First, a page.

The nurse told me to wait, which could be likened to instructing someone to hit the brakes on a car that has flown off the edge of a cliff. Not gonna help. So I started pushing. As the nurse scrambled to get everything in place, I pushed about 5 times, and out she came. We didn’t even have our camera, video camera, or bags with us, because Sean had planned to go grab them from the car once the epidural kicked in, when things weren’t so intense and I didn’t need him right by my side. My water never broke during labor, so she started coming out inside the amniotic sac, which the delivery nurse (who showed up in the nick of time), was pretty excited about since it’s not something they see very often. The sac burst on her way out, so unfortunately, we didn’t make headlines for a baby born inside the amniotic sac 🙂
Evangeline Love Felker made her grand entrance at 4:08 pm on August 1st, 2013, and she was beautiful. Like I wrote in the post I did detailing her cleft adventures, I noticed something was wrong with her lip right away, but I really didn’t care. We cuddled, and it was wonderful. I tore like I had after delivering Caleb (but not as bad, the nurse said it was nearly a second degree, and she could tell my previous tear was nearly a third degree). She stitched me up, and in an oh-so-timely fashion, the epidural kicked in at about 4:15 pm…7 minutes after I delivered Evie. Served. In fact, double served, because then I was stuck in bed until the epidural wore off since my legs didn’t work – ha! And we never did get to all those questions they were supposed to ask…
So, my entire “active” labor was a total of 4 hours, and I was in the birthing room for only a little over an hour before Evie’s arrival! I suppose it makes sense that once the ball truly got rolling it all happened so fast, since I had practically been in labor for 5 weeks! It was the shortest, longest labor ever. We called all the grandparent’s to announce the news of her arrival, and a short while later, Pop Pop, Nana, and big brother Caleb came to meet her:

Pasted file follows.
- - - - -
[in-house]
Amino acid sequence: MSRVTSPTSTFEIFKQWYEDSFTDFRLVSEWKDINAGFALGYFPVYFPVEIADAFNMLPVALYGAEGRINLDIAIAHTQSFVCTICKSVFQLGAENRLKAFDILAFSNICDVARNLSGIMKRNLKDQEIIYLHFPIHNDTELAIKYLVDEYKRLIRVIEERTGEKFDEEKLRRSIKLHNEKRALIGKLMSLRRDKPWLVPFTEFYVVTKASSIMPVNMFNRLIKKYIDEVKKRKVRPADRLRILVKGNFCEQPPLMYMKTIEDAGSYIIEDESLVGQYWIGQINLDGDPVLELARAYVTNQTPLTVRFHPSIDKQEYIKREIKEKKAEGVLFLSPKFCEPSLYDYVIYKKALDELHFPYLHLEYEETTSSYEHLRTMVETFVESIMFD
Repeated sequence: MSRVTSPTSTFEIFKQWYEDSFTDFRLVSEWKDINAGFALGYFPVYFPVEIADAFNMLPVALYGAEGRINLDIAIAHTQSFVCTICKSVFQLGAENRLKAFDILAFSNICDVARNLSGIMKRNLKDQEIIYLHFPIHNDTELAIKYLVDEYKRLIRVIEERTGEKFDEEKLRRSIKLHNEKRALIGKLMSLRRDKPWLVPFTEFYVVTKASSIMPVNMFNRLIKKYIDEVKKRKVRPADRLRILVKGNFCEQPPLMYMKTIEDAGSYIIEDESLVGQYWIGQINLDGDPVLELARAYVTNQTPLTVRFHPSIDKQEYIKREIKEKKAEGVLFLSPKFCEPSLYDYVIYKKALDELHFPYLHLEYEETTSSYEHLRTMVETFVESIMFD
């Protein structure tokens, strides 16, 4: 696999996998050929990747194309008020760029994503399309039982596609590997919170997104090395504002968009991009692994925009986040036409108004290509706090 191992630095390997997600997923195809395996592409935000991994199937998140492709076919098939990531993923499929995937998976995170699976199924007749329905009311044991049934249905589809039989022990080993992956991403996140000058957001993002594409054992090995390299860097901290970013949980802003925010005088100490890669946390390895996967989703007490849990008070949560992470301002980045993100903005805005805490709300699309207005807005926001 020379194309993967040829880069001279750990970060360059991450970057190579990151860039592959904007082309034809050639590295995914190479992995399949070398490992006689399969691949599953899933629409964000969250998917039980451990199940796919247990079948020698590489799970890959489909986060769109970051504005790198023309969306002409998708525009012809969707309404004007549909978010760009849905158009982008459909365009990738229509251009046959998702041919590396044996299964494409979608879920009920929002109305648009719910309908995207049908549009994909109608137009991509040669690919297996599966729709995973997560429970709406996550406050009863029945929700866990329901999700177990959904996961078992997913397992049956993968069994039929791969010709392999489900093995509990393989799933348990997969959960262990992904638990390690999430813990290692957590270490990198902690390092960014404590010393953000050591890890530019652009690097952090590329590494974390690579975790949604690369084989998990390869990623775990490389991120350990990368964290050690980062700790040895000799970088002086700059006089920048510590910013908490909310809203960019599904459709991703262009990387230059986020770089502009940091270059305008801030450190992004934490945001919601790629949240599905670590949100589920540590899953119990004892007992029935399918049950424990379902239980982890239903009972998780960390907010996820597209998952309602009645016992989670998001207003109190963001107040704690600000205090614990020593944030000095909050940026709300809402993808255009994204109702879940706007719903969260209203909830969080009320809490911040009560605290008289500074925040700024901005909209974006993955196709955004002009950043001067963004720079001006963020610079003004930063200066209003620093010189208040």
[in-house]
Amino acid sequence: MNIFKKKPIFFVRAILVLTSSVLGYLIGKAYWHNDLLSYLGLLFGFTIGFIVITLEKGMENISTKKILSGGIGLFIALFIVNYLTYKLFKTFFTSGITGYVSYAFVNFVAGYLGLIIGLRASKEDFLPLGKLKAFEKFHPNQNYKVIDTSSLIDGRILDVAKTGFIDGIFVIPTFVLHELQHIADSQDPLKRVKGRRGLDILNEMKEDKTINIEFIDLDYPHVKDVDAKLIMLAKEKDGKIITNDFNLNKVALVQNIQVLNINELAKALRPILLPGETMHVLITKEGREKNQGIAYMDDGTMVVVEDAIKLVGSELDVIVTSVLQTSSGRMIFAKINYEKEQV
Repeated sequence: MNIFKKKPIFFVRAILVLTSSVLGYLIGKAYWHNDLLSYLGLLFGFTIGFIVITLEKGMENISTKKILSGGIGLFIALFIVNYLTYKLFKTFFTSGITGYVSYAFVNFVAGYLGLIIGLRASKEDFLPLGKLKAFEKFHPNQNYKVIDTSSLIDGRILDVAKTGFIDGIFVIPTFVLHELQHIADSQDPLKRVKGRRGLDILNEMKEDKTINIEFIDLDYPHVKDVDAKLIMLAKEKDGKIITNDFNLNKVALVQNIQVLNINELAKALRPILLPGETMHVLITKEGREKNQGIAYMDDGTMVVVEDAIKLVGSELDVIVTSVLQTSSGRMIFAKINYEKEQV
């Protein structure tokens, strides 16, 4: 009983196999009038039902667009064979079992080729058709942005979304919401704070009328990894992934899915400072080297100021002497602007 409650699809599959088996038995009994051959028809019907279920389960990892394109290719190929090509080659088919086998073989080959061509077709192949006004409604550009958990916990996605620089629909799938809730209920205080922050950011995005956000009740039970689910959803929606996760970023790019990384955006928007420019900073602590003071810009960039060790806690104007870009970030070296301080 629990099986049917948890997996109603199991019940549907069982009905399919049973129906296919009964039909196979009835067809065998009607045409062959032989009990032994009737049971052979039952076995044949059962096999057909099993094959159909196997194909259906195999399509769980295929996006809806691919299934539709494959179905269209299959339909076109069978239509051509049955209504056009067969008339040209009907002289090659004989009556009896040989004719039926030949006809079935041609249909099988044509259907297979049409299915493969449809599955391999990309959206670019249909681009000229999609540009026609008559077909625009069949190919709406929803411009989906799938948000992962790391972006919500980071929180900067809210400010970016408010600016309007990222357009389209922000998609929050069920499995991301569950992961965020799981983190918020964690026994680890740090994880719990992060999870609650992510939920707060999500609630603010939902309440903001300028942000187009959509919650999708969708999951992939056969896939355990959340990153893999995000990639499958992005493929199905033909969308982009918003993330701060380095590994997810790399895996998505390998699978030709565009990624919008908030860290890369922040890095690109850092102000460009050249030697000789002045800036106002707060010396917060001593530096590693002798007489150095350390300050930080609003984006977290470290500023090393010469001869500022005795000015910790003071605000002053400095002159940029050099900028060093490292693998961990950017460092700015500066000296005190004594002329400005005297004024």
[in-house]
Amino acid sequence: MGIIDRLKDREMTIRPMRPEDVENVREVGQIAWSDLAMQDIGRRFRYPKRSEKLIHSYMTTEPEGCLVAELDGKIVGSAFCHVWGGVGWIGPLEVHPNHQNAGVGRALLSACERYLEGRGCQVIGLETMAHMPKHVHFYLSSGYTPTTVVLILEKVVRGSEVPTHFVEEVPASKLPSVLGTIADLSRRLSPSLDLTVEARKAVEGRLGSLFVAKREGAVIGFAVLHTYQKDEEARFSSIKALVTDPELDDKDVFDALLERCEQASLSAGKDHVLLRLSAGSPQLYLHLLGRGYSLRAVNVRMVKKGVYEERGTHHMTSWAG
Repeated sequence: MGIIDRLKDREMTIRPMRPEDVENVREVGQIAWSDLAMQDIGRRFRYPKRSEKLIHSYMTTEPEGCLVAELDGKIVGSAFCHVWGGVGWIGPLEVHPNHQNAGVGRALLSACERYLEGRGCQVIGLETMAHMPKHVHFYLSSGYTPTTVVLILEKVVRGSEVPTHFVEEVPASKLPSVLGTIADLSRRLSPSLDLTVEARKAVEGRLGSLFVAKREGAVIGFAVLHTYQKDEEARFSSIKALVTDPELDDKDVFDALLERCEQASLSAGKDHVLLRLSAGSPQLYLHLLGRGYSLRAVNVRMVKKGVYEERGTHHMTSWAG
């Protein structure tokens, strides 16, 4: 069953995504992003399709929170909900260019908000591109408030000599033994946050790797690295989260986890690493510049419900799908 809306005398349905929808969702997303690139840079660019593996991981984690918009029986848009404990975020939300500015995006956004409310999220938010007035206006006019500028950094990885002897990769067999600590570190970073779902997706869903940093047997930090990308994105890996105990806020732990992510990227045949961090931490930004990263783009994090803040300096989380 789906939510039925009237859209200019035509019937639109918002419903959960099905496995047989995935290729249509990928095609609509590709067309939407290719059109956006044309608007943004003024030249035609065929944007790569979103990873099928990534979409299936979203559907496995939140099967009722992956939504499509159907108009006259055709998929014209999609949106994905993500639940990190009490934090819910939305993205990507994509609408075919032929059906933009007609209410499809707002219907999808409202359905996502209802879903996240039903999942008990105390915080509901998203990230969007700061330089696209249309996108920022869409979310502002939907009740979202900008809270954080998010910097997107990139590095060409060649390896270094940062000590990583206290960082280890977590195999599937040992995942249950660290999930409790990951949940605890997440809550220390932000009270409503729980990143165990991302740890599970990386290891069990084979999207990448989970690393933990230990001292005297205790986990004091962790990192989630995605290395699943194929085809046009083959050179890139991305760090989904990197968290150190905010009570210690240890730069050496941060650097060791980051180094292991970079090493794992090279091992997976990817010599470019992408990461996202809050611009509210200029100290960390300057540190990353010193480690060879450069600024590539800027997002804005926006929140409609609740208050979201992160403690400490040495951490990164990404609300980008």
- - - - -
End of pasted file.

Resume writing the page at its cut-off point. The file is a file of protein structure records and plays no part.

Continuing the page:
Overall, I would say my labor and delivery experience at Kaiser Antioch was positive…the only major negative was the epidural. I don’t know if my nurse was inexperienced or what, but in retrospect, she really should have checked how dilated I was immediately before the epidural was administered, because I must have been 8-9 cm at that point, and the strength/frequency of my contractions should have tipped her off to that (and epidurals are not supposed to be given that late in labor). Not only was it super awesome to have a huge needle stuck in my back 3 times for medicine that didn’t take affect until after I had already given birth, but the following day, of all the places I could be hurting, the epidural locations on my back were the most sore. So yeeeeah, if we ever have another bio kiddo, I definitely do NOT want an epidural. Noooo thank you. Funny how my attitude on that one did a complete 180…after Caleb’s birth, I thought maybe God had given them as a concession to womankind after realizing the “painful childbearing” curse was a tad bit unequal to men’s “you must work to eat your food” curse 😉
Speaking of Caleb’s birth, I wrote down a few of the interesting differences between the two labors and deliveries. Caleb was born within 48 hours of the first painful contractions I ever felt, and Evie was born more than 5 weeks after the first painful contractions I felt. Definitely set me up for some misguided expectations for round 2! 🙂 With Caleb, my active labor was like a marathon, and with Evie, my active labor was like a sprint. And since my active labor with her was so short, I felt much better physically after Evie’s delivery, than I did after my 19-hour labor with Caleb (which left me feeling like I had been mauled by a bear…then hit by a bus). Getting an epidural when I was in labor with Caleb was a life saver, and getting it with Evie was a total bust. And just in case you’re wondering, given the choice between a marathon labor with an epidural, or a sprint labor without an epidural (like you get a choice, ha!) I would unquestionably pick a sprint labor without an epidural.
The remainder of our hospital stay was also much smoother than with Caleb – I could understand my nurses, I had a private room, Sean was able to stay with me, Evie took much better to breastfeeding (even with a cleft lip), Sean was much less anxious, my body was less jacked up, I felt more confident in my parenting abilities since I was no longer a rookie, I could hang a “do not disturb” sign on my door whenever I wanted, and the hospital even brought us a celebratory dinner. Now that’s what I’m talking about. And when we came home, we weren’t living in an apartment complex full of partying college students!! So all in all, I was very grateful for a much better experience the second time around…despite Evie’s leisurely, tardy arrival. It’s ok, I get it…she’s a female. Just preparing us for the next 18 years 🙂